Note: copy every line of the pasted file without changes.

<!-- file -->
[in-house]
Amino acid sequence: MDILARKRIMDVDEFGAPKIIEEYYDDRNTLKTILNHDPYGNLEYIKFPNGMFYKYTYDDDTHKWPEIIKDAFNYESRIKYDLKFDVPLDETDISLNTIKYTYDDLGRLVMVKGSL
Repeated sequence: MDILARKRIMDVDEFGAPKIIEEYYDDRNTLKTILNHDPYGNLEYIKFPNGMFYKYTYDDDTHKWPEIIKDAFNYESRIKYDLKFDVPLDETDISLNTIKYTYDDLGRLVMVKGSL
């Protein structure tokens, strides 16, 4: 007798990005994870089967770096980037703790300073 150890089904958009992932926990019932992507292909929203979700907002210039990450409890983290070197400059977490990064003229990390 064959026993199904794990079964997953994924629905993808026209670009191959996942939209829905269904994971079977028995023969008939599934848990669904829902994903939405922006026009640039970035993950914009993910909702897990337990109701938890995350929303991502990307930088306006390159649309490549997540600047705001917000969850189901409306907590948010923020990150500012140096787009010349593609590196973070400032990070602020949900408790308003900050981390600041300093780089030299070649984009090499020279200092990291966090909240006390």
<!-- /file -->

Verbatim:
[in-house]
Amino acid sequence: MDILARKRIMDVDEFGAPKIIEEYYDDRNTLKTILNHDPYGNLEYIKFPNGMFYKYTYDDDTHKWPEIIKDAFNYESRIKYDLKFDVPLDETDISLNTIKYTYDDLGRLVMVKGSL
Repeated sequence: MDILARKRIMDVDEFGAPKIIEEYYDDRNTLKTILNHDPYGNLEYIKFPNGMFYKYTYDDDTHKWPEIIKDAFNYESRIKYDLKFDVPLDETDISLNTIKYTYDDLGRLVMVKGSL
């Protein structure tokens, strides 16, 4: 007798990005994870089967770096980037703790300073 150890089904958009992932926990019932992507292909929203979700907002210039990450409890983290070197400059977490990064003229990390 064959026993199904794990079964997953994924629905993808026209670009191959996942939209829905269904994971079977028995023969008939599934848990669904829902994903939405922006026009640039970035993950914009993910909702897990337990109701938890995350929303991502990307930088306006390159649309490549997540600047705001917000969850189901409306907590948010923020990150500012140096787009010349593609590196973070400032990070602020949900408790308003900050981390600041300093780089030299070649984009090499020279200092990291966090909240006390």